Antistatic (ESD) and EMI protection in electronics production
Unfortunately, electronic systems and devices can be vulnerable to being negatively impacted by electrostatic discharge (ESD) and electromagnetic interference (EMI). The industry has come a long way in understanding how electronic devices are impacted by both, measures manufacturers can take to reduce or prevent them outright, and creating guidelines to regulate acceptable limits of EMI. By implementing the proper ESD and EMI protection solutions, producers can mitigate these phenomena. That will go a long way to improving the quality of goods and products the plant produces, but it will also protect everything contained within, including industrial equipment, electronics, and machinery.
Although electrostatic discharge may not look dangerous in theory, it can be exceptionally so, especially for microelectronics and industrial machinery. It happens to be one of the few frequent events that can damage almost any computer or related hardware components. Additionally, discharge events can occur without anyone knowing or feeling anything.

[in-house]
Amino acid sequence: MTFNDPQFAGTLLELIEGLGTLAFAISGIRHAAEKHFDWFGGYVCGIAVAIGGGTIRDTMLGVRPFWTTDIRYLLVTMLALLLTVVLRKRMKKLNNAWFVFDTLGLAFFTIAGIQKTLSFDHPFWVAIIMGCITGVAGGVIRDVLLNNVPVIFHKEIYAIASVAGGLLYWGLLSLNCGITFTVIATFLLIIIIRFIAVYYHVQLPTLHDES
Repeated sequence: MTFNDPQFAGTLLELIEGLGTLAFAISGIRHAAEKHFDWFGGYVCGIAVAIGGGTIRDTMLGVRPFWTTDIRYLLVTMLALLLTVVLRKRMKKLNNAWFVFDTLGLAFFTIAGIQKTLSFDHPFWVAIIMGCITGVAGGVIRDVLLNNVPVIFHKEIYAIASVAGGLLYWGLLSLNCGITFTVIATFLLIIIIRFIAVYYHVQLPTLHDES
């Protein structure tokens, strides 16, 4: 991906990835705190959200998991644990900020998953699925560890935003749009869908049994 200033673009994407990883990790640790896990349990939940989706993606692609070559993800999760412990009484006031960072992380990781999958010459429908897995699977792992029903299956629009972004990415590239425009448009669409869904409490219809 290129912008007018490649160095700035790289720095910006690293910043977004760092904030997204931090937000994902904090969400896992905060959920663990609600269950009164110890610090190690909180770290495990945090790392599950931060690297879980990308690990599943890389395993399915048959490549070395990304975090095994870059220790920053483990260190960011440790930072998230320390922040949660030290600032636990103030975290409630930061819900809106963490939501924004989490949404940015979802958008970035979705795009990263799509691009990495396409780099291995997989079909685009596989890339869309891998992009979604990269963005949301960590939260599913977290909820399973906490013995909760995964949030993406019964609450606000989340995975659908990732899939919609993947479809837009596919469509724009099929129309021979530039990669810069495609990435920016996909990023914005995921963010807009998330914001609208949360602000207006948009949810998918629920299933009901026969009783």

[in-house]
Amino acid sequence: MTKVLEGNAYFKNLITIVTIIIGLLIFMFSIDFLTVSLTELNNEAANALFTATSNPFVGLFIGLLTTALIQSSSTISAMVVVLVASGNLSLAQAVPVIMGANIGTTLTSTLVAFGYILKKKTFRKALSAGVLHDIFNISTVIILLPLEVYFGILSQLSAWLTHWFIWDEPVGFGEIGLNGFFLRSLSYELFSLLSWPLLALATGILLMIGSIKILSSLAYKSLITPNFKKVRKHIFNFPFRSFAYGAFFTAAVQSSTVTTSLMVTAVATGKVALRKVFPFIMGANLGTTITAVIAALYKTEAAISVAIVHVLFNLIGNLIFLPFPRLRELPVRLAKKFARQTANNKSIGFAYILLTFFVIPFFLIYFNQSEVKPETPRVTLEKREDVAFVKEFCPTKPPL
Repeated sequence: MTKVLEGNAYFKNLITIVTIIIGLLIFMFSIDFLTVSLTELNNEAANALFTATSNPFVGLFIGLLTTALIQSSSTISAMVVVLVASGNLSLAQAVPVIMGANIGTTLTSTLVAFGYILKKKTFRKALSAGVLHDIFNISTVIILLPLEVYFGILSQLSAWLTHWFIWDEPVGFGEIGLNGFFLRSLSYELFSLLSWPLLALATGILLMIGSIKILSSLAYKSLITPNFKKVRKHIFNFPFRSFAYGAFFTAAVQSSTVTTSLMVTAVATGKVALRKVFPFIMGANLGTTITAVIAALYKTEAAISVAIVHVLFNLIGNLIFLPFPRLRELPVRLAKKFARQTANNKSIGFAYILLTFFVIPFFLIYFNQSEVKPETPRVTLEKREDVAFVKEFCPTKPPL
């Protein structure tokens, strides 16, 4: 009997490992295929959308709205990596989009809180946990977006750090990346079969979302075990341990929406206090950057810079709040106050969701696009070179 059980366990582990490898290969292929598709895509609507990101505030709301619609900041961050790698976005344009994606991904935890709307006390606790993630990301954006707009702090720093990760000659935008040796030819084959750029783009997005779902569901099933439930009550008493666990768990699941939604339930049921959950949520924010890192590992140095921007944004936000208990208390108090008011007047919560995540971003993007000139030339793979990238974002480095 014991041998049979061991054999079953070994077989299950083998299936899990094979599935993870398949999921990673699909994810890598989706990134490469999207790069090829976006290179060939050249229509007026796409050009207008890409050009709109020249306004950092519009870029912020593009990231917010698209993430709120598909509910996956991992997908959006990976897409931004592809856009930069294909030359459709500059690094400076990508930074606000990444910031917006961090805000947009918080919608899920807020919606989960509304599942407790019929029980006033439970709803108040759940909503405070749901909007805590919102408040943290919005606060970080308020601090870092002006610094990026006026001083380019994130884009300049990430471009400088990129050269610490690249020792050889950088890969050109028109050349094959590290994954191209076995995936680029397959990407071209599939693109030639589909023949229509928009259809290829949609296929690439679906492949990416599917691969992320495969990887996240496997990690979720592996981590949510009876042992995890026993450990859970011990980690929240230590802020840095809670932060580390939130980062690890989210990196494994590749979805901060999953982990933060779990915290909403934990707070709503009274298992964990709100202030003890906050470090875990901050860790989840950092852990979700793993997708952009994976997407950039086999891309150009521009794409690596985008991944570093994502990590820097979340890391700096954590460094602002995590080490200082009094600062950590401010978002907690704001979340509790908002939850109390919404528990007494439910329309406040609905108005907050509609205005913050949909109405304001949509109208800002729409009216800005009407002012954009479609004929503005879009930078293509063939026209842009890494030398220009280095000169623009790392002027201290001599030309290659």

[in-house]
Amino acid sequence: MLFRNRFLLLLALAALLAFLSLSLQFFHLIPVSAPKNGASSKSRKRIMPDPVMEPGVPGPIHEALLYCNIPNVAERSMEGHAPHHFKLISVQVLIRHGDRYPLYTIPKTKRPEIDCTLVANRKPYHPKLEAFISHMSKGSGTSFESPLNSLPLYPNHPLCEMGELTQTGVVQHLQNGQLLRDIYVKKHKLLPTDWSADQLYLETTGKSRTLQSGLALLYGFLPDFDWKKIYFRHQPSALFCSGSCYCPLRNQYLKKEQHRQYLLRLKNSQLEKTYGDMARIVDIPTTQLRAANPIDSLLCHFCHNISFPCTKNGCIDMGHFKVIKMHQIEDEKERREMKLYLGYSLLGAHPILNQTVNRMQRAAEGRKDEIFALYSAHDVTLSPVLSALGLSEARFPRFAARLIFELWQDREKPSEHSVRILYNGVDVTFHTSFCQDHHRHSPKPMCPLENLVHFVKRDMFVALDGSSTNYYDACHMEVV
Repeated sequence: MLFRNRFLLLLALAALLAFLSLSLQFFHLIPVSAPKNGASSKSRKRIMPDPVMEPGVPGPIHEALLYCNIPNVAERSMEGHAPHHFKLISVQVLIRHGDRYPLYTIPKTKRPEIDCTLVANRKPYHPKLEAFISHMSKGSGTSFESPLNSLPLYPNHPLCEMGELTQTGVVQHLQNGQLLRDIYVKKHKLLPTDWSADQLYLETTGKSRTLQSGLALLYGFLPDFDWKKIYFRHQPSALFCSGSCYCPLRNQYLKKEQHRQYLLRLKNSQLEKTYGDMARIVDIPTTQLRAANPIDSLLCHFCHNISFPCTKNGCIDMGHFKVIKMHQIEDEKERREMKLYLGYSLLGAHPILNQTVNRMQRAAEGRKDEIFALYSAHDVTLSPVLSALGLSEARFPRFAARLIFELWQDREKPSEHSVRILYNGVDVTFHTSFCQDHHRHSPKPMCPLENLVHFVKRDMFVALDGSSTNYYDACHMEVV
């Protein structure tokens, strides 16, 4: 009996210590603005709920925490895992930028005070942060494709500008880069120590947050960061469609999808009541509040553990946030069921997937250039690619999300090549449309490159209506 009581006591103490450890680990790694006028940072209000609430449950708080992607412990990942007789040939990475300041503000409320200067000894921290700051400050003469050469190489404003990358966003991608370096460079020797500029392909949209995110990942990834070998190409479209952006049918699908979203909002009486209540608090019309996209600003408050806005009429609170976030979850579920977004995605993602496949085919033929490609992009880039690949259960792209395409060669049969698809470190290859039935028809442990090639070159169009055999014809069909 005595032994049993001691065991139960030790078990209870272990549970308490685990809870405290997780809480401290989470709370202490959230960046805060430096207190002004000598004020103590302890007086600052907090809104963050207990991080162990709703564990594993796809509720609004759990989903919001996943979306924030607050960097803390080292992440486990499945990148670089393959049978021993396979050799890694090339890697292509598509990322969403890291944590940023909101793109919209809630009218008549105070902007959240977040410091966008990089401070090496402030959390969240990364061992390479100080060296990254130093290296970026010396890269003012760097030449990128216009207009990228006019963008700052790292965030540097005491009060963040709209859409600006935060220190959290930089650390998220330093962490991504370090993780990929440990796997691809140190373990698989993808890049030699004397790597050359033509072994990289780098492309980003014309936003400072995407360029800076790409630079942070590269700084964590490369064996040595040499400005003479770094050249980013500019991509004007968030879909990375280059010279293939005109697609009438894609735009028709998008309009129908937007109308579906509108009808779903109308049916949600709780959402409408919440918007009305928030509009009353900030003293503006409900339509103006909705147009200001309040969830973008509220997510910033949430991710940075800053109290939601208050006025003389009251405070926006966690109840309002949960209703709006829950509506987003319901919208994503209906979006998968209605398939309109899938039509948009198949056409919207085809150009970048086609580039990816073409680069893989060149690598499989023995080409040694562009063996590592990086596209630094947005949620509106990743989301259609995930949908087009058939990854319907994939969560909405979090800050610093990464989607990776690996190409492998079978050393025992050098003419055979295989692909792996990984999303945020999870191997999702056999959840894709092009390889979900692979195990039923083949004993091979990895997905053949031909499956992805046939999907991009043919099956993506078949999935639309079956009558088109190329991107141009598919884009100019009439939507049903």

ESD is defined as a static discharge that moves from one conductive surface to another. Preventing it requires a ground that can eliminate static build-up. The ground source may come in the form of a wrist strap, grounding mat or surface or even work environment segment. Tools that can further prevent discharge problems include everything from an antistatic cover or bag to a type of antistatic spray that mitigates discharge potential for a component.
However, avoiding ESD on the manufacturing floor is a little more complicated. Research shows that the average electronics product losses due to ESD can be anywhere between 8 and 33%. In monetary damage, estimates run into the billions of dollars annually.